BACKTRACKING FORWARD: WANTED ON WAX
In my ideal world, everyone would have access to a vinyl press in their own backyard. Cutting discs would be as easy as ripping a CD. Until this happens, I will be digging each month in the OurStage archives to bestow three artists upon you whose music I would love to hear on vinyl.
It’s a pleasure to discover new music that does more than aurally satisfy. Listening to music that summons emotions, paints exquisite landscapes and speaks louder than words without uttering a single one is truly an uplifting experience. Radomir Vasiljevic and Goran Kulic, two accomplished musicians hailing from the former Yugoslavia who capture this essence under the moniker Six Strings and a Piece of Wood, compose truly captivating songs that are drawn from the deep recesses of creativity and inspiration. They piece together intricate compositions that revolve around the beauty of the guitar with the occasional addition of the accordion and violin.
Chardaq, with its soft, dreamy melody evokes a carefree feeling of walking on clouds as the world revolves below. Tracks like Paralamera and Salsalata, which stir up a more flamenco and salsa flair, showcase a stronger, danceable rhythm as one is whisked away to a sun drenched beach where music never ceases playing. These songs, along with the rest of the catalog, conjure such profound and distinct images in the listener’s mental cavities and represent creation of music that is meant to be experienced and not simply heard.
Critics have long claimed that jazz is dead. Looking back, the genre has never really been able to return to the heights it achieved in the late 1950s and 1960s, although countless musicians have been flying under the radar for years since then recording brilliant, yet commercially overlooked, music. But when a cat like Justin Hellman starts plucking away at an upright bass while the cool and collected vibes of Eric Vogler compliment him on the guitar, the ensuing sound crushes criticism of jazz music’s supposed death. The quartet represented on his current recordings excel at layering their respective instruments in a flawless pattern, where neither outshines one another”yet they all showcase their talents effortlessly. Hellman stands out for commandeering his upright bass to create a deep, resonant sound while the nature of his tracks run a straightforward gamut of clean and crisp compositions that maintain a consistent groove. Although the recordings represented online are digital mp3s (an audiophile’s nightmare), they are extremely well produced and mastered, making the decision of pressing a 180 gram LP a natural step for Hellman.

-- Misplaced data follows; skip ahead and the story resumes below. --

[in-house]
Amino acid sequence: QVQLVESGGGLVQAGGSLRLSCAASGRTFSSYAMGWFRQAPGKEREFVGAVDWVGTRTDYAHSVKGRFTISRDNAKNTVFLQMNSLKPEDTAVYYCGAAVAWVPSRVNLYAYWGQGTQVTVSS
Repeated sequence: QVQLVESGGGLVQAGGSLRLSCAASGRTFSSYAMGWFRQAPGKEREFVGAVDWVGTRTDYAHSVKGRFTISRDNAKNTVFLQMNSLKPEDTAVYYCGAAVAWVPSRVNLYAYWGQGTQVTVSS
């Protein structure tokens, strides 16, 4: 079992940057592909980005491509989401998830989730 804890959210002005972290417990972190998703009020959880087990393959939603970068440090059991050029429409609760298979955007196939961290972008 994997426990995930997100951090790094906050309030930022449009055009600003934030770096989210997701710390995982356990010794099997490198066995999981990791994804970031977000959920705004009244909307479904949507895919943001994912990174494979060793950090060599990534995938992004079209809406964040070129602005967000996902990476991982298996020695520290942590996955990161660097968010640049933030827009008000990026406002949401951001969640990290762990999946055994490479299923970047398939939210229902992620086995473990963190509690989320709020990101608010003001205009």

Similar to the nature of jazz musicians from decades prior, Hellman plays with and performs in various ensembles. His current project featured here consists of a semi-rotating lineup of talented musicians who all add a unique perspective and skill set to the songs. Check out his other endeavors, Sugar Shack and Plum Crazy, on OurStage for Hellman’s explorations into more groove-oriented sounds.
Delta Highway embodies what I love about blues music so much. Having been a fan of the genre for many years, I crave the raw, gritty and traditional notes that gave birth to that sound. My upbringing on 1960s culture and music, on the other hand, made my ears keen to all the young musicians like Mike Bloomfield and Paul Butterfield”who helped shape and recreate the genre by injecting it with a new life. Similar to the current state of jazz in today’s market, blues has waned in popularity, but Delta Highway and front man Brandon Santini’s expressive harmonica hooks prove that the amount of talent still brewing in this genre is quite strong. Every track represented on their OurStage profile shows this combo at their best, laying down hard rhythms that give a nod to the past and inject a burst of contemporary edge courtesy of an experienced troupe of musicians. We Got a Thing Goin’ On and 23 Hours, being two stellar examples of the group’s musical prowess, truly show the group playing their hearts out.
Delta Highway’s music is meant to be heard live where one can ingest a heavy dose of raucous talent on stage. But for the songs that invoke the spirit of dirty and traditional blues progressions, like the soulful track Feelin’ Bad, put on some headphones, grab yourself a smoke and pour a drink as you turn up the stereo for an optimal listening session.